Joyful Fortuities

Despite having read a few weeks ago that lines at airport security and check-in have reached unprecedented lengths, I thought it would be fine to arrive at the airport one hour prior to my flight from Newark to Denver.

At 4:45am, my taxi driver, a loquacious NoLa-born man named Mitch, spirited me off to the airport. Buzzing with excitement about my trip, I listened avidly as Mitch told me tales of his large family, his Creole history, and how his mother healed his sister’s epilepsy with plants from a bayou near his home.

It was the best drive to the airport I could’ve imagined.

So understand the shocking juxtaposition of my calm and cheerful car ride with the sight of the departures hall crammed with harried travelers attempting to comprehend the digital check-in screens. I had less than an hour to check my bag and get through security.

At first, I idled behind one less intimidating line, but as time ticked by and the man at the machine appeared confused by his index finger, I realized I was screwed. It was time to take a risk.

I took the escalator up to the Premier Access check-in, a perk I’d once enjoyed when I’d been a silver elite member of United. (Sigh.) Reserved for the upper echelon of travelers who hemorrhage money on air travel, Premier Access offered the added bonus of almost never having lines.

Today, all the check-in screens were occupied, but beyond that, no lines. I chose a screen on the right, where two men stood, puzzled, poking awkwardly at the buttons.


The men stared at the screen as if it was some evil trick, and then exchanged a frightened glance. What would happen if they pressed the button? Who could know or have any idea at all what that might entail?

Finally, his eyes closed tight, sweat beads darting across his forehead, one man dared.

The check-in process began, a slow and trepidatious dance of finger to screen. It was 5:45. My flight left at 6:30. Deep breaths.

Finally, an insurmountable obstacle appeared to the men in the form of this question:


They glanced hopelessly at the cart of suitcases they’d wheeled over, then at each other. One man attempted to count the bags using his index finger, but appeared so distressed by this that he hung his head in defeat.

After what felt like hours, a United agent approached them and asked if they needed help. When they were finally checked in and sent off to hold up security, it was my turn. I whizzed through the first stage of check in, and felt pretty confident I’d make my flight.


Um. What?

Panic. Apparently, bag drop closed 45 minutes prior to my flight. 45 minutes. 5 minutes ago, I wouldn’t have had a problem. I silently swore at the two men with their small portable attic of crap, but really, there was no one to blame but myself.

Without warning, I became the Mr. Hyde of travelers, that frazzled and crazed woman making upsetting faces at the employees and sweating on everyone.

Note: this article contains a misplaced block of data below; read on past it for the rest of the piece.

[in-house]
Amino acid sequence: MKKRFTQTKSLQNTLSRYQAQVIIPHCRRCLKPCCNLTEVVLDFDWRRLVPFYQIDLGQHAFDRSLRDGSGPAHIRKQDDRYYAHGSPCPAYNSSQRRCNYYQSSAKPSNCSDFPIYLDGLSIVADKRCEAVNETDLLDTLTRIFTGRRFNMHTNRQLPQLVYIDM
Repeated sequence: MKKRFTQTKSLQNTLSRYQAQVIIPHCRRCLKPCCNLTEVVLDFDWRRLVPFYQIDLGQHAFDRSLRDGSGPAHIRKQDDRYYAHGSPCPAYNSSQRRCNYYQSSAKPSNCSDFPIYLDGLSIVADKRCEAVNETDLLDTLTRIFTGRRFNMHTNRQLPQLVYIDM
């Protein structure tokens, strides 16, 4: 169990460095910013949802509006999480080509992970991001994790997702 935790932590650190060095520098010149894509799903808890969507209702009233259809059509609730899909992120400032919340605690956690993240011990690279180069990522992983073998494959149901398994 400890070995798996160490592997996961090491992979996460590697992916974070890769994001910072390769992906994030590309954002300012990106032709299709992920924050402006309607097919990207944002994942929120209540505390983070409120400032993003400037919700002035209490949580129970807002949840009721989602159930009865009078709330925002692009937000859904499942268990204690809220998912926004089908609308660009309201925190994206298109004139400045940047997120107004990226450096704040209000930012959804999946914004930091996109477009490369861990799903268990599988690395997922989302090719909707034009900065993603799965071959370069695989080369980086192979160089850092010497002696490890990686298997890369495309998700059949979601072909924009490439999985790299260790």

“I’m going to miss my flight! I have to check my bag!”

“Bag check closes 45 minutes before the flight. You’ll have to rebook.”

“OK, well can I do that now? Where? Help me!”

“You can talk to another agent.”

She sent me down the line to a much kinder woman who asked what my elite status was.

“Silver,” I lied, knowing that as soon as she punched my information into the screen she would see that I had no status whatsoever and could easily send me back down to the commoners, where I belonged.

Graciously, she said nothing and tagged my bag.

“Will it make it?” I gasped, stunned.

“I can’t guarantee that it will. Sign here that you acknowledge it may not get on your flight.”

I signed, then sprinted through security, down the corridor, and directly onto the airplane. Breathlessly, I panted in my seat. I was reminded of Luxembourg, and how I’d noticed before boarding that someone else’s suitcase was identical to mine, and how I’d spent the entire flight envisioning my bag being stolen by some stranger, and how upon landing, that had happened.

Instead, I envisioned a smooth arrival in Denver with my suitcase gleefully spinning around the carousel, waiting for me to rescue it.

Upon arrival in Denver, I immediately showed my luggage tag to a United baggage agent who tapped his keyboard and smiled at me.

“Yup, your bag was scanned through. It’s here. It might take about 30-40 minutes to come out on the baggage claim, but it’s here.”

I could’ve hugged him.

With a euphoric smile – uncomfortably insane to passersby, I’m sure – I headed for the baggage claim and – what! My suitcase was already there.

Luck has often been a stranger to me in my travels. Everything about this journey smacked of fortuitousness. And, in many ways, this small story is a microcosm of our week-long vacation: a lack of planning and miraculously stumbling upon joyful fortuities.

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